Deep below the ocean’s surface just off the Central California coast, thousands of octopus gather near an extinct underwater volcano.
The Octopus Garden is the largest known aggregation of octopus anywhere in the world.
Researchers from NOAA’s Monterey Bay National Marine Sanctuary and Nautilus Live first observed thousands of pearl octopus (Muusoctopus robustus) nesting on the deep seafloor near Davidson Seamount in 2018. Their discovery captured the curiosity of millions of people around the world, including MBARI scientists. For three years, MBARI and a team of collaborators used high-tech tools to monitor the Octopus Garden and learn exactly why this site is so attractive for deep-sea octopus.
Using cutting-edge technology—including many instruments designed by MBARI engineers—MBARI researchers and our collaborators from NOAA’s Monterey Bay National Marine Sanctuary, Moss Landing Marine Laboratories, the University of Alaska Fairbanks, the University of New Hampshire, and the Field Museum confirmed that Muusoctopus gather at the Octopus Garden to mate and nest.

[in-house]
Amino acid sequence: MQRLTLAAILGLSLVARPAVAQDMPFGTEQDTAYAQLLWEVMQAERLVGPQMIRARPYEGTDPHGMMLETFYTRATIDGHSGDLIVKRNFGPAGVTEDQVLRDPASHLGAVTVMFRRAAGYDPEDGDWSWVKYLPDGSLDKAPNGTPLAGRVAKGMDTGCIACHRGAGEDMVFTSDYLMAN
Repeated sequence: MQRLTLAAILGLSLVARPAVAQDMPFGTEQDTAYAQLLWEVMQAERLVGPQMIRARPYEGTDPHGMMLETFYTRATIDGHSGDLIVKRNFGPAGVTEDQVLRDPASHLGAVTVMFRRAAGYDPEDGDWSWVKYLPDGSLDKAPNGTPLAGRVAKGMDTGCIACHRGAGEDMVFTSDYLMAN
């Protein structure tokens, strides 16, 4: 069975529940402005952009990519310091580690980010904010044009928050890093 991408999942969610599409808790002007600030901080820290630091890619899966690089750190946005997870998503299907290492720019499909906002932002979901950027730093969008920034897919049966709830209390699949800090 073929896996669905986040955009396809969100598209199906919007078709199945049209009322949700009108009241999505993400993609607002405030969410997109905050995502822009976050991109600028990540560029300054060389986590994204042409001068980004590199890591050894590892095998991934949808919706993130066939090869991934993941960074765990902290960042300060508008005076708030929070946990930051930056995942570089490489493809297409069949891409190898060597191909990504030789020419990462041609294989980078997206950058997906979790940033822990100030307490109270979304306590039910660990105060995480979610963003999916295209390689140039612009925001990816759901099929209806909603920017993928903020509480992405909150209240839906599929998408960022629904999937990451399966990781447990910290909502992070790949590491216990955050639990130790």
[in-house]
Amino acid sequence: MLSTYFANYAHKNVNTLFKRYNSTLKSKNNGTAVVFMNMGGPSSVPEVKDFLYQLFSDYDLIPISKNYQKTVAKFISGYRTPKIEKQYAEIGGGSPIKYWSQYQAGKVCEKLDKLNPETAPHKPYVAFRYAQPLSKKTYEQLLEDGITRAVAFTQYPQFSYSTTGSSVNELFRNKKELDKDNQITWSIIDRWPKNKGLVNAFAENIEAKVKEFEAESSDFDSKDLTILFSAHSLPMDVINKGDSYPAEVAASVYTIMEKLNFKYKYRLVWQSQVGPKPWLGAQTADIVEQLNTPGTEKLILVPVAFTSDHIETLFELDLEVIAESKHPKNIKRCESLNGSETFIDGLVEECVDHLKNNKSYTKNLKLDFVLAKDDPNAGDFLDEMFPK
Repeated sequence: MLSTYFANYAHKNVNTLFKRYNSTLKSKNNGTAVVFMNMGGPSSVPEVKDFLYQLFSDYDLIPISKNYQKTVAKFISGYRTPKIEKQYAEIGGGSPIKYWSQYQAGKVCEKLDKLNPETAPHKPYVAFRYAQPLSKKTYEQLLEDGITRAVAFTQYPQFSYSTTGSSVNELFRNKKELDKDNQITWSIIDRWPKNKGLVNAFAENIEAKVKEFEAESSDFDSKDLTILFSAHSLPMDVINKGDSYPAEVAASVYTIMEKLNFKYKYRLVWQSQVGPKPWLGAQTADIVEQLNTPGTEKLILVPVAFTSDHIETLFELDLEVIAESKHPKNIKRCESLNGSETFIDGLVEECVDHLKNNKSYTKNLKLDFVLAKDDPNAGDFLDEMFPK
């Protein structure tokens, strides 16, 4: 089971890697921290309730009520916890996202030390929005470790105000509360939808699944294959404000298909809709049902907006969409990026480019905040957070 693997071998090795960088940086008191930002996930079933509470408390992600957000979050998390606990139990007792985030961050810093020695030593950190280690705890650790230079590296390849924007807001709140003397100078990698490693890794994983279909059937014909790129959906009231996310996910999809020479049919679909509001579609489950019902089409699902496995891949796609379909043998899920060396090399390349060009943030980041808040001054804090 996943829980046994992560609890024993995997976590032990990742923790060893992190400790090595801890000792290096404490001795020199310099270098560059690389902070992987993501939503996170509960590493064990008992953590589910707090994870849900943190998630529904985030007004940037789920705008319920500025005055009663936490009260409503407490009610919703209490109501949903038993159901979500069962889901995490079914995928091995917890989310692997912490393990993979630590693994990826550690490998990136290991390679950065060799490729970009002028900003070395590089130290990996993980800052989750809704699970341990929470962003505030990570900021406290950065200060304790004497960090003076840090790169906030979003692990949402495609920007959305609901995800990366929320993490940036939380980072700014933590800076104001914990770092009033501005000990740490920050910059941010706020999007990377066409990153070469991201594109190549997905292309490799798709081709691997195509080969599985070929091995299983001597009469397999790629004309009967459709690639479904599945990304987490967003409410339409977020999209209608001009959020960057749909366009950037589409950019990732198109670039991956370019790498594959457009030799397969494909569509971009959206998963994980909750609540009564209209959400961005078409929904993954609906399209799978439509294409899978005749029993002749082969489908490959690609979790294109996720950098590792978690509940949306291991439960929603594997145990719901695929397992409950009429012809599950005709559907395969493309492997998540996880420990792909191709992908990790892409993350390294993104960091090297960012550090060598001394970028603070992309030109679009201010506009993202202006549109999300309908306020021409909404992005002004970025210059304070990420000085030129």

Female pearl octopus nest in cracks and crevices bathed by warm water. Warmth from deep-sea thermal springs accelerates the development of octopus eggs. Scientists believe the shorter brooding period increases a hatchling octopus’ odds for survival.
The size of the Octopus Garden—likely more than 20,000 total octopus nests—and the abundance of other marine life that thrives there underscores the need to understand and protect hotspots of life on the deep seafloor from threats like climate change and seabed mining…
Video credits: Producer/editor: Kyra Schlining Script: Jim Barry, Heidi Cullen, Raúl Nava, Kyra Schlining Narrator: Jim Barry
Graphics/Animations: Madeline Go Production team: Jim Barry, Heidi Cullen, Madeline Go, Raúl Nava, Kyra Schlining, Nancy Jacobsen Stout, Susan von Thun
Also see National Marine Sanctuary Film:
Discover Wonder: The Octopus Garden